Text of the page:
St. Paul-Minneapolis archbishop glad to return to ministry

Archbishop John Nienstedt of St. Paul-Minneapolis.

Archbishop John Nienstedt of St. Paul-Minneapolis is happy to resume public ministry, after he recused himself during an investigation which did not end in charges over accusations he inappropriately touched a youth.

“I look forward to returning to public ministry during this Lenten season, especially during Holy Week and the great feast of Easter,” Archbishop Nienstedt said in a March 11 statement.

He had been accused of touching a male minor's buttocks during a group photo following a May 5, 2009 confirmation.

On Tuesday, the criminal division director of the Ramsey County Attorney, Richard Dusterhoft, wrote that “this case could not be proven beyond a reasonable doubt and should not be charged.”

It “seems unlikely that the Archbishop … would pick that moment to sexually touch a random boy openly in front of another clergy member, a deacon, and numerous other confirmands while the confirmands’ family members were preparing to document the moment in photographs,” Dusterhoft stated.

“It appears from the photograph that the Archbishop would have to bend to reach the male’s buttocks and that any such action would have likely been witnessed by others present.”

The boy had told his mother about the alleged incident, but also said he didn’t feel violated, nor did he think it was significant.

The archdiocese announced that it “appreciates today’s announcement by the Ramsey County Attorney’s Office that they have declined to file charges against Archbishop Nienstedt. As a result of today’s announcement, the archbishop will now resume all of his public ministry duties.”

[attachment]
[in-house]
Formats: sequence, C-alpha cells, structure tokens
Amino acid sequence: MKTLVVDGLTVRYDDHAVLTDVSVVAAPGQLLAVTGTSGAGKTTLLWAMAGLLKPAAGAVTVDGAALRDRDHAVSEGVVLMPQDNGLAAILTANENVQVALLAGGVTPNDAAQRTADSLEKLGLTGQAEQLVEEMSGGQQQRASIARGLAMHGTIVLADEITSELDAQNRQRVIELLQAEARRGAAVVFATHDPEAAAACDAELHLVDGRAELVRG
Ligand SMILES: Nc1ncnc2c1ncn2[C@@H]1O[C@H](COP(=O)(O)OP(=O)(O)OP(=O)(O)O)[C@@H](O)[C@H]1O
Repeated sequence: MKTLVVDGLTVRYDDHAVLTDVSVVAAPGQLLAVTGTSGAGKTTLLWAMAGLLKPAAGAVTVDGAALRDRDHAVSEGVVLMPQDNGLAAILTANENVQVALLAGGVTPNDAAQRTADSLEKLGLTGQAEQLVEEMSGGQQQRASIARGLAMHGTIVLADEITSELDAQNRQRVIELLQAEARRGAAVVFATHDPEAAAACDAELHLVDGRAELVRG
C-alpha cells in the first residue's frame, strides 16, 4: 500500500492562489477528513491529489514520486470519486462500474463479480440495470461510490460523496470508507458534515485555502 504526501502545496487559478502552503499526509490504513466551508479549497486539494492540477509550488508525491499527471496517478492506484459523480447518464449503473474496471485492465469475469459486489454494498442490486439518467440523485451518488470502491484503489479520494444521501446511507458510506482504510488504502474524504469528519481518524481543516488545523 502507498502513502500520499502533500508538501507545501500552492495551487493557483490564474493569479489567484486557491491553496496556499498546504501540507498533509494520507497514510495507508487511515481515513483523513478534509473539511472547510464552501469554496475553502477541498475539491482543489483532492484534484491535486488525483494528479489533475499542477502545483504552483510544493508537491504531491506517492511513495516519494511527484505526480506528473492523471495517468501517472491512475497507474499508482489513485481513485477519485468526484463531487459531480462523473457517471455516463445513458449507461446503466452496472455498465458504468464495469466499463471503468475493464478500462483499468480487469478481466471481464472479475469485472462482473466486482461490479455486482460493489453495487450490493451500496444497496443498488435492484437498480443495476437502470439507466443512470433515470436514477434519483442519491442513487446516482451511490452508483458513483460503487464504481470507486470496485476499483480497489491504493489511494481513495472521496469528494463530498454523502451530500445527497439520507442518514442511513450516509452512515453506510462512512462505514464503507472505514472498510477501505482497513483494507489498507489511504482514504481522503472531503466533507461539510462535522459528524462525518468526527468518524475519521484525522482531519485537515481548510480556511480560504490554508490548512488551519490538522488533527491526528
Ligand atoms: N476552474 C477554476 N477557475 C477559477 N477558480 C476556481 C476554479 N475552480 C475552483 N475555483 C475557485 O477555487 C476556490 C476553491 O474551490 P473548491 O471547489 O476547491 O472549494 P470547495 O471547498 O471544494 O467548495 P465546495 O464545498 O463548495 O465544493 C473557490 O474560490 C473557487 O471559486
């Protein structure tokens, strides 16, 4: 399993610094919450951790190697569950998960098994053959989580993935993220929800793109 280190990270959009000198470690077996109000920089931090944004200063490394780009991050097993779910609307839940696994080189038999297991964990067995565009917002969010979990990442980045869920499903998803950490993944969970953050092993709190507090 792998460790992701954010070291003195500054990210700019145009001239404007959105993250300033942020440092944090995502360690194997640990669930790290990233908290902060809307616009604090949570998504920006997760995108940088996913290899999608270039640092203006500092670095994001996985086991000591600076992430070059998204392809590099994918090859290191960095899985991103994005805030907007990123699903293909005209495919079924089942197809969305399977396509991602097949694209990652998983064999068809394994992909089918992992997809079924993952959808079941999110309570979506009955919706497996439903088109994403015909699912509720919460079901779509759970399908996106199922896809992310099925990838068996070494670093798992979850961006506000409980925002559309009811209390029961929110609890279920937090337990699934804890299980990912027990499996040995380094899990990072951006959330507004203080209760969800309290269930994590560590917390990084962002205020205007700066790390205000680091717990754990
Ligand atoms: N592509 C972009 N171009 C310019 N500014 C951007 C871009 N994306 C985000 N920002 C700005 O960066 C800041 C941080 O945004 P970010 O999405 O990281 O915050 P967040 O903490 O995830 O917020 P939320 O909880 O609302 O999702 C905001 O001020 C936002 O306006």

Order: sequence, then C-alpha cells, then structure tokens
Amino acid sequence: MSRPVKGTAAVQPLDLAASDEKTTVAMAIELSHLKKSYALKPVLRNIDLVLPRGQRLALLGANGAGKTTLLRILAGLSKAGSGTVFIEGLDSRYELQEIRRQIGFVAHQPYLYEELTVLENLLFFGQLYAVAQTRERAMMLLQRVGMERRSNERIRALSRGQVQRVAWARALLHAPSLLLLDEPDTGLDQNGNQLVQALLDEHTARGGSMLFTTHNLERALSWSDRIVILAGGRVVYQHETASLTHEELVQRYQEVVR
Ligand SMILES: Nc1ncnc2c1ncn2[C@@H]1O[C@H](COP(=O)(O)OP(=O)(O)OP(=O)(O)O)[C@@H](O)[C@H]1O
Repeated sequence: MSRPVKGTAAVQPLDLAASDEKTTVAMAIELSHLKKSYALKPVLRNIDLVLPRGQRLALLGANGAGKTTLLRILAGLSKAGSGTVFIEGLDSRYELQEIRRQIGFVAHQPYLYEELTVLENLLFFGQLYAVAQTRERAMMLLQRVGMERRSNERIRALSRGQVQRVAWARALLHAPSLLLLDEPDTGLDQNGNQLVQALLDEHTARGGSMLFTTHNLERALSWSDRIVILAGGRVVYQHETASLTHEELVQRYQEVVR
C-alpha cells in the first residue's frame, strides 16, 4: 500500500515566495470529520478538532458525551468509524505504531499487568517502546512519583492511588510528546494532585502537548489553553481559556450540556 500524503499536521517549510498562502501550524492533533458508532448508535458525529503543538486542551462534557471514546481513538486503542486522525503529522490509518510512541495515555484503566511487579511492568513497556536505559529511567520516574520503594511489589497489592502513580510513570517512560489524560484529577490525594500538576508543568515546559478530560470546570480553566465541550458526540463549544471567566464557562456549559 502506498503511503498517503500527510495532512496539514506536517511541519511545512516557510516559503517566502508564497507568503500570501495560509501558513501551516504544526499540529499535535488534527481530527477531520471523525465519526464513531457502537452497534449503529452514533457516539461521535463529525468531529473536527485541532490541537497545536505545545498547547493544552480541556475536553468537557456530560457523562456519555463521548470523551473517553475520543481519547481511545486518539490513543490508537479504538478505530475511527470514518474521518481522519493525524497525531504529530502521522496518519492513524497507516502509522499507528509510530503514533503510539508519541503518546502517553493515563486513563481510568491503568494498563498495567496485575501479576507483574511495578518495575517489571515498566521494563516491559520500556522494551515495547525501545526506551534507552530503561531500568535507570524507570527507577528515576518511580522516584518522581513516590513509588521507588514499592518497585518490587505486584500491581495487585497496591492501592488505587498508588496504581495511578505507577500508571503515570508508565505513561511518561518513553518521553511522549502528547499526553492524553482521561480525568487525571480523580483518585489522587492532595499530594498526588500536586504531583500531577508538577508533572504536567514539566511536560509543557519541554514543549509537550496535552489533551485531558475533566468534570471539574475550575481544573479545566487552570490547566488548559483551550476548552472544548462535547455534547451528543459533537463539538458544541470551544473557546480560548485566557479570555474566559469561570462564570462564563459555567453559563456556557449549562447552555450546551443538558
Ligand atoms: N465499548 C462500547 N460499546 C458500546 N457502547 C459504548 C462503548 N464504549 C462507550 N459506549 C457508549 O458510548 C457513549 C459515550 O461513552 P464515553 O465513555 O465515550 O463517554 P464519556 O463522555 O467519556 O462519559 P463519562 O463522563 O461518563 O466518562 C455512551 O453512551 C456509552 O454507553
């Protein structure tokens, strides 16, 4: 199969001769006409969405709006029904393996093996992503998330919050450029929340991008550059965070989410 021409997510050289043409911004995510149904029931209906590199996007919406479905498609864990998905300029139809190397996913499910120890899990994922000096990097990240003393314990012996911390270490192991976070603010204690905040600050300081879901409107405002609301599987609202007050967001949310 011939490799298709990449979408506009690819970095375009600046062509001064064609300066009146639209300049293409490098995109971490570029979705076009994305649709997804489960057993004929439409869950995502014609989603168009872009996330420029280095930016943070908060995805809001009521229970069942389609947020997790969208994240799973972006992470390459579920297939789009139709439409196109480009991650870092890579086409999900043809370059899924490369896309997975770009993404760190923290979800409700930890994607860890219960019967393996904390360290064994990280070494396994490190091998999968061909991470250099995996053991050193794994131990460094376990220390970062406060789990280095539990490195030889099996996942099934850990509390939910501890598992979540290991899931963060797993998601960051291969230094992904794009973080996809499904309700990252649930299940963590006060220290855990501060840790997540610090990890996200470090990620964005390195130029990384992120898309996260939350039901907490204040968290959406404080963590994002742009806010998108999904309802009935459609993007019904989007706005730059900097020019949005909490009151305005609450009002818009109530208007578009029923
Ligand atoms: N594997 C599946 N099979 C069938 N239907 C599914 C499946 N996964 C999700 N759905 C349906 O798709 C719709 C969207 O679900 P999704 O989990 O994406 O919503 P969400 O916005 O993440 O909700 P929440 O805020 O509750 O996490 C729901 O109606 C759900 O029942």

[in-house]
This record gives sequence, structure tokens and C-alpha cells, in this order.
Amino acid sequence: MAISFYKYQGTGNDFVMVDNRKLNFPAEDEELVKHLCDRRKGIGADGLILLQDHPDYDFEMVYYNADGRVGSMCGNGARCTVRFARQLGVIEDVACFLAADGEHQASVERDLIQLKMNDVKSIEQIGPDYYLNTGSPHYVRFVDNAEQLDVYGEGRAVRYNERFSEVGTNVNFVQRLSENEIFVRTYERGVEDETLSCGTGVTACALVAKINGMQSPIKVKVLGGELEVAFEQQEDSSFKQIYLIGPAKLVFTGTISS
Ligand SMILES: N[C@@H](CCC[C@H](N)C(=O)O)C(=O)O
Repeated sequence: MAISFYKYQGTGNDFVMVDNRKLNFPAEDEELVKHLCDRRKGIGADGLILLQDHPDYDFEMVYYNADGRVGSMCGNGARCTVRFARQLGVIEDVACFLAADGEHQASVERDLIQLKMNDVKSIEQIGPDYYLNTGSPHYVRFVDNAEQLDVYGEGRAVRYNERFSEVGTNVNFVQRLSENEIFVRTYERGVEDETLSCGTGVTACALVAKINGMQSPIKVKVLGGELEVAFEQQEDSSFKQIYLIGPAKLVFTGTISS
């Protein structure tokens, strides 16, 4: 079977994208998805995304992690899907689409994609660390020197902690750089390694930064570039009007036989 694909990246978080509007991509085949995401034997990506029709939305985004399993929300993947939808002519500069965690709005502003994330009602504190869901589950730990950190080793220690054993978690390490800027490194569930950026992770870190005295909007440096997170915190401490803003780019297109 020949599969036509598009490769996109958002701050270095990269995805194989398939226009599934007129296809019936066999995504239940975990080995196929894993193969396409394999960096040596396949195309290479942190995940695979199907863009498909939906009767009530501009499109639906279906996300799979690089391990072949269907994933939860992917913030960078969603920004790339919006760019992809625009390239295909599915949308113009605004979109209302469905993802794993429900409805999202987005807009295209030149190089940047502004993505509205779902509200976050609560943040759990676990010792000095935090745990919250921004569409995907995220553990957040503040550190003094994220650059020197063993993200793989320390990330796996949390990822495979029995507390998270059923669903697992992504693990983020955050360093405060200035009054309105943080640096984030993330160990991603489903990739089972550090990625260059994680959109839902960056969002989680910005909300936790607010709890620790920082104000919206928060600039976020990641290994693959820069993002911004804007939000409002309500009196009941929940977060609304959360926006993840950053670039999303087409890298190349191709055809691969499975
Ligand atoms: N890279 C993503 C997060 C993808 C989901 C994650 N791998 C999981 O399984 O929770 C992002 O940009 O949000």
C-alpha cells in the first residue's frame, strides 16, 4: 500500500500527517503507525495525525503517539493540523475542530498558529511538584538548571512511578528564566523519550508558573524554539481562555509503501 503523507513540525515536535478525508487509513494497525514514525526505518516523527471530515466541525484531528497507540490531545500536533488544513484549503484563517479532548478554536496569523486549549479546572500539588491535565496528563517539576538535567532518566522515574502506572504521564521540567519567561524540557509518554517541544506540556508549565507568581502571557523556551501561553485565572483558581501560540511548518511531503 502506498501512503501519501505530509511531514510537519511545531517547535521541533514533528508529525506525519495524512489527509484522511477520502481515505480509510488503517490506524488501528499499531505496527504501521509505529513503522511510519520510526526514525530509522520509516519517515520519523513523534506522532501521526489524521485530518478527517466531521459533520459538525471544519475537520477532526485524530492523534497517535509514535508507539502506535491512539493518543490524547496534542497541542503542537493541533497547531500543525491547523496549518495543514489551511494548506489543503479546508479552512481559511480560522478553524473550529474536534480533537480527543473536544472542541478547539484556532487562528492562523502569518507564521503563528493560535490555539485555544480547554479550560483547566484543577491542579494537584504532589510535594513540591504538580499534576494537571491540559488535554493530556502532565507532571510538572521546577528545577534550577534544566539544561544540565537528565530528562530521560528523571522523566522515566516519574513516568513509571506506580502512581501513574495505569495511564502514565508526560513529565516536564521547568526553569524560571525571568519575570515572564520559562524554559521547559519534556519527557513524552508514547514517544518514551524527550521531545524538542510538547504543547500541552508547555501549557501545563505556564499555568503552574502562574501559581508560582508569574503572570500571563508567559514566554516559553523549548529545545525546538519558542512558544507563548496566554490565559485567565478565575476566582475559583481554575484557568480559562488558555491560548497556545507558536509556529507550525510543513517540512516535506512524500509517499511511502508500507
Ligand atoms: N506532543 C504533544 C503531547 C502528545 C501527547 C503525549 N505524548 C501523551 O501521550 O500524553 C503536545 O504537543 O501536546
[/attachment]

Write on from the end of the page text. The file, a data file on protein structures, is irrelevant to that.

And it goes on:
The archbishop had removed himself from ministry during the investigation, which began Dec. 17.

Archbishop Nienstedt continued his own statement, saying, “I am thankful to the Saint Paul Police for their thorough investigation, as well as to the Ramsey County Attorney’s office for their professional work regarding this matter.”

“While I look forward to my return to public ministry, I remain committed to the ongoing work needed to provide safe environments for all children and youth.”

“I continue to offer my prayers for all victims, their families and their communities, as well as to all who have been harmed by clergy sexual abuse. I once again offer my apology to all who have been affected by these terrible offenses.”


Voices

Who am I to judge?

Father Ronald Rolheiser, OMI

Perhaps the single most often-quoted line from Pope Francis is his response to a question he was asked vis-à-vis the morality of a particularly dicey issue. His infamous/famous reply: “Who am I to judge?”

 

 

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May 6, 2015

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